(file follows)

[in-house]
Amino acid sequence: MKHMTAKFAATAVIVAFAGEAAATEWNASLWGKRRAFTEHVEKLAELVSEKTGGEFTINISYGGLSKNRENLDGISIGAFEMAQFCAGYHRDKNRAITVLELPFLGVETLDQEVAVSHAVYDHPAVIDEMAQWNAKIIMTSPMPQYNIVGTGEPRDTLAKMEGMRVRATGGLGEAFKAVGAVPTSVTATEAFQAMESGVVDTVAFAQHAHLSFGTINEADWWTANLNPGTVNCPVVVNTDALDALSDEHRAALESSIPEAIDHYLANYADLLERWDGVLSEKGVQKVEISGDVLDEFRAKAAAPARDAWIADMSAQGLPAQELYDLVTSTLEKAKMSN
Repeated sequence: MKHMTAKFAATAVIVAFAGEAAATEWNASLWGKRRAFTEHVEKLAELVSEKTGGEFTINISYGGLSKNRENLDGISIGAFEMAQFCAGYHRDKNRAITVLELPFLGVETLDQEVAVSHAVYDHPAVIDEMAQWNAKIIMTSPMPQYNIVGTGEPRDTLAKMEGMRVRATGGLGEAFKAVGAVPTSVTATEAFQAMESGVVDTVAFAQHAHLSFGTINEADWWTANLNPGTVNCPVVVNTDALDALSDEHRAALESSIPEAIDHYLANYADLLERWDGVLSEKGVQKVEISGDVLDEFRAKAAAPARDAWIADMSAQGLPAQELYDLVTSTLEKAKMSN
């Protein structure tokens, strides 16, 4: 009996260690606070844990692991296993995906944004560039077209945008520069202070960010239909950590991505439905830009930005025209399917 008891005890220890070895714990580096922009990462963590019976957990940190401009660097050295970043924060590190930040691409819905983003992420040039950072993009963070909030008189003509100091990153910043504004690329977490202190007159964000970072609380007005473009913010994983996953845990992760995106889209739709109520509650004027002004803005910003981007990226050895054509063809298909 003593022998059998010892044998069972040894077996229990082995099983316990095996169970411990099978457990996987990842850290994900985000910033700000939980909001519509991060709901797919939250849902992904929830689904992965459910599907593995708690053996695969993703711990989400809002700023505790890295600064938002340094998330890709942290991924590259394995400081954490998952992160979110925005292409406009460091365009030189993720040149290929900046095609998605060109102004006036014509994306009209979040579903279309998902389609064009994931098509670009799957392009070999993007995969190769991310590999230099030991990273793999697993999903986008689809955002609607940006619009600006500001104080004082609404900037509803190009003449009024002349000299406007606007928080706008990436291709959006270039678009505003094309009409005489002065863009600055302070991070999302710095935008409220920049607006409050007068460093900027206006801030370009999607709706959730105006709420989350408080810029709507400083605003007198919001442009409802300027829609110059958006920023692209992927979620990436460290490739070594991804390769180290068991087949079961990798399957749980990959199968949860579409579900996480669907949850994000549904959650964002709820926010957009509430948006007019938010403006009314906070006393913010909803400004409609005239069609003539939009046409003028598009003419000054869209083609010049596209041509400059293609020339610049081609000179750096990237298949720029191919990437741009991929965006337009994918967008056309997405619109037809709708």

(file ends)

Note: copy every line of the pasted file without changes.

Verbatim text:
[in-house]
Amino acid sequence: MKHMTAKFAATAVIVAFAGEAAATEWNASLWGKRRAFTEHVEKLAELVSEKTGGEFTINISYGGLSKNRENLDGISIGAFEMAQFCAGYHRDKNRAITVLELPFLGVETLDQEVAVSHAVYDHPAVIDEMAQWNAKIIMTSPMPQYNIVGTGEPRDTLAKMEGMRVRATGGLGEAFKAVGAVPTSVTATEAFQAMESGVVDTVAFAQHAHLSFGTINEADWWTANLNPGTVNCPVVVNTDALDALSDEHRAALESSIPEAIDHYLANYADLLERWDGVLSEKGVQKVEISGDVLDEFRAKAAAPARDAWIADMSAQGLPAQELYDLVTSTLEKAKMSN
Repeated sequence: MKHMTAKFAATAVIVAFAGEAAATEWNASLWGKRRAFTEHVEKLAELVSEKTGGEFTINISYGGLSKNRENLDGISIGAFEMAQFCAGYHRDKNRAITVLELPFLGVETLDQEVAVSHAVYDHPAVIDEMAQWNAKIIMTSPMPQYNIVGTGEPRDTLAKMEGMRVRATGGLGEAFKAVGAVPTSVTATEAFQAMESGVVDTVAFAQHAHLSFGTINEADWWTANLNPGTVNCPVVVNTDALDALSDEHRAALESSIPEAIDHYLANYADLLERWDGVLSEKGVQKVEISGDVLDEFRAKAAAPARDAWIADMSAQGLPAQELYDLVTSTLEKAKMSN
């Protein structure tokens, strides 16, 4: 009996260690606070844990692991296993995906944004560039077209945008520069202070960010239909950590991505439905830009930005025209399917 008891005890220890070895714990580096922009990462963590019976957990940190401009660097050295970043924060590190930040691409819905983003992420040039950072993009963070909030008189003509100091990153910043504004690329977490202190007159964000970072609380007005473009913010994983996953845990992760995106889209739709109520509650004027002004803005910003981007990226050895054509063809298909 003593022998059998010892044998069972040894077996229990082995099983316990095996169970411990099978457990996987990842850290994900985000910033700000939980909001519509991060709901797919939250849902992904929830689904992965459910599907593995708690053996695969993703711990989400809002700023505790890295600064938002340094998330890709942290991924590259394995400081954490998952992160979110925005292409406009460091365009030189993720040149290929900046095609998605060109102004006036014509994306009209979040579903279309998902389609064009994931098509670009799957392009070999993007995969190769991310590999230099030991990273793999697993999903986008689809955002609607940006619009600006500001104080004082609404900037509803190009003449009024002349000299406007606007928080706008990436291709959006270039678009505003094309009409005489002065863009600055302070991070999302710095935008409220920049607006409050007068460093900027206006801030370009999607709706959730105006709420989350408080810029709507400083605003007198919001442009409802300027829609110059958006920023692209992927979620990436460290490739070594991804390769180290068991087949079961990798399957749980990959199968949860579409579900996480669907949850994000549904959650964002709820926010957009509430948006007019938010403006009314906070006393913010909803400004409609005239069609003539939009046409003028598009003419000054869209083609010049596209041509400059293609020339610049081609000179750096990237298949720029191919990437741009991929965006337009994918967008056309997405619109037809709708």